We’ve highlighted some of the most exciting tunes from the diaspora this year so we couldn’t close out without an official “best of” list. While we’re looking directly to the continent, there was plenty of music outside our borders that inspi

red. Here are our editors’ picks for 2012.

Says Phiona Okumu, editor:

Just A Band, Sorry For The Delay
On Just A Band’s 2012 album Sorry For The Delay, they had me at their lead single, Probably for Lovers, which will probably go down as the song I played the most this year. At first I was hesitant to get into the rest of the album, worried I couldn’t

best the feeling from the addictive dreamy pop song. Was I ever wrong!



E.L, Something Else
Coming up on the wave of Azonto (having produced Sarkodie’s monster hit U Go Kill Me on which he features, and his own anthem Obuu Mo) there was always the risk that lasix natural alternatives E.L would be pidgen-holed as a gimmick artist with a limited creative shelf life. Something Else – his 25-track deep debut album – debunks every possible doubt. This rapper/singer/producer/sound engineer is here for the long haul


FOKN Bois, FOKN Wit Ewe
Not for the faint of heart – or brain – Wanlov and M3nsa pile on the smarts with their first official album as a duo. There is a wealth of subject matter on here to get offended by, but if that’s where your experience of FOKN Bois ends you’re doing it wrong. Together or apart, these two prove time and again why they are one of the most important voices Ghana’s rap scene has got.



Synik, Syn City
This was the big sweeper this year at the Zimbabwe Hiphop Awards with wins including Best Hip-hop Album of the Year. Not bad for newcomer Synik who has somehow managed to recruit every A-lister on the scene for an appearance. The defining moment for me on this album is the party starter Power Cut. Nothing says daily Zim life like the sound of that power generator being fired up. This is candid, fun and honest story-telling.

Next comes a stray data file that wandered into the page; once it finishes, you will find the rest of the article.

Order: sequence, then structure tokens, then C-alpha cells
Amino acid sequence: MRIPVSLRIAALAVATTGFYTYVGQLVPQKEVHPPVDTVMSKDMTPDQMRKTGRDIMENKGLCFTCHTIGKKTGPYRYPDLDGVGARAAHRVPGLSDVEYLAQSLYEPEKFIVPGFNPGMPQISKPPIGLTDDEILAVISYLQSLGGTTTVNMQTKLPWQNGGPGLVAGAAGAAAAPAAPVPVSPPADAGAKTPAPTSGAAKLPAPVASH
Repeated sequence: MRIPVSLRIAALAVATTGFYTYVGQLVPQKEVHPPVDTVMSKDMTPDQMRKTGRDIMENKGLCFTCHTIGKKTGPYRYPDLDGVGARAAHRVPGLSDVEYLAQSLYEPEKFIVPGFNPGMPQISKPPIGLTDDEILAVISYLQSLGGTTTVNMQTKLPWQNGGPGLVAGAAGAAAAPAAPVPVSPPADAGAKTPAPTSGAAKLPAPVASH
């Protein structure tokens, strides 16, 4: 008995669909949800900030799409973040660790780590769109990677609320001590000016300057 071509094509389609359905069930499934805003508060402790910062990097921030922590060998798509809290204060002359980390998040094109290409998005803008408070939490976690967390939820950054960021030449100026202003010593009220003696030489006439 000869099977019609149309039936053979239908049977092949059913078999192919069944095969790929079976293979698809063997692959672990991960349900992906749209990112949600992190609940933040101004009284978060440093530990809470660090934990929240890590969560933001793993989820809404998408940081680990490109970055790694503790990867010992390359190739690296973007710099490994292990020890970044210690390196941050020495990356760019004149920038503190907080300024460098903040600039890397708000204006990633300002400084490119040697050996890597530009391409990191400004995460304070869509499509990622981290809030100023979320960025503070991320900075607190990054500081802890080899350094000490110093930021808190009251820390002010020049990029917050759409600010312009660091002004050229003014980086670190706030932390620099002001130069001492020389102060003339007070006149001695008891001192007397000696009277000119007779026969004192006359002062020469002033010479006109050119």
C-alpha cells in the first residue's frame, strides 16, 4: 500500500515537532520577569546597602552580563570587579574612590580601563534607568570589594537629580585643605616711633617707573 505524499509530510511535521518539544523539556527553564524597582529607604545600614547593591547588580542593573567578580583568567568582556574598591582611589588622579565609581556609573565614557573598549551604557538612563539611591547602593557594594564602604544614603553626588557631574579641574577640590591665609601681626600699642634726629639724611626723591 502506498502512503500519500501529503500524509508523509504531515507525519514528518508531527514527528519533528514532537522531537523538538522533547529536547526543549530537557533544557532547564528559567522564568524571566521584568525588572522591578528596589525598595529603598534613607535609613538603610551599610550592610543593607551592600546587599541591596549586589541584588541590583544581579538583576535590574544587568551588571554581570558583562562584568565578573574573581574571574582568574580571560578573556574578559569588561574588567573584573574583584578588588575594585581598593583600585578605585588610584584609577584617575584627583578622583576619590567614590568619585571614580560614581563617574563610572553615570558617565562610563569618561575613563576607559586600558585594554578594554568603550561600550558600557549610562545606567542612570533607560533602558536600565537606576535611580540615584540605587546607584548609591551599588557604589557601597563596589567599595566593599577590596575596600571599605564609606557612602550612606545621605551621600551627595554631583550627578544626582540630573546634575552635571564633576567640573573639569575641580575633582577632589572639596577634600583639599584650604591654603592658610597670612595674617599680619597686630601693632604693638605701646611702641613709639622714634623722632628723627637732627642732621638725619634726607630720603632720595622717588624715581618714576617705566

Says Lynsey Chutel, contributing editor:

Zaki Ibrahim’s Every Opposite took over as one of my favorite albums of the year. So much so that The Do became my soundtrack to change. The Kids are Talking was my ‘bite me’ moment and the Nick Holder remix of Heart Beat reminded me to have a little fun. Zaki’s a fierce warrior and a vulnerable soul all at the same time, always coming up with something unexpected, much like the whole album.



2012 was also rough and for the sake of balance I desperately needed to find the fun so Miguel’s Kaleidoscope Dream was just easy all the way. Here’s hoping I still get to have that relaxed poolside summer Do You, Kaleidoscope Dream and Where’s the Fun in Forever made me long for.



Says Yolanda Sangweni, editor:
Kanyi, Iintombi Zifikile (the girls are here)
It’s rare that we get to hear from African female emcees (and there are plenty). Kanyi is a fresh, and super eloquent, voice for the “born free” generation of South Africa.




Mokoomba, Rising Tide
Young voices from Zimbabwe? Imagine that. Those of living outside the continent rarely get a peak into what Zimbabwean youth are listening to. Enter Mokoomba with their vibrant, loud sound based on their native rhythms and a bit of reggae.


Cody ChestnuTT, Landing on a Hundred
A decade after releasing his critically-acclaimed debut The Headphone Masterpiece, most of us imagined Cody ChestnuTT had disappeared into the land of Lauryn Hill and D’Angelo, never to return. Luckily ChestnuTT returned with Landing on a Hundred, a collection of the kind of conscious soul perfected by Marvin Gaye and so lacking in our current musical landscape. ChestnuTT shines on

songs like Till I Met Thee and What Kind of Cool (Will We Think of Next). A definite must-have.


Lianne La Havas, Is Your Love Big Enough?
Part folk soul, part indie rock and jazz, Lianne la Havas debut album was the perfect genre straddler for those of us who love both categories. Thoughtful (and too often heartbreaking) ballads like Lost & Found guarantee she’s a voice, and thinker, we’ll be listening to for a good while.



And Daluxolo Moloantoa, AfriPOP! features writer’s picks:

  • The Floacist, Floetry RE:Birth
  • Laura Mvula, Can’t Live with The World
  • Tokollo Magesh, Heist
  • The Very Best, MTMTMK
  • Nas, Life is Good

What were your favorite albums/ songs of 2012?


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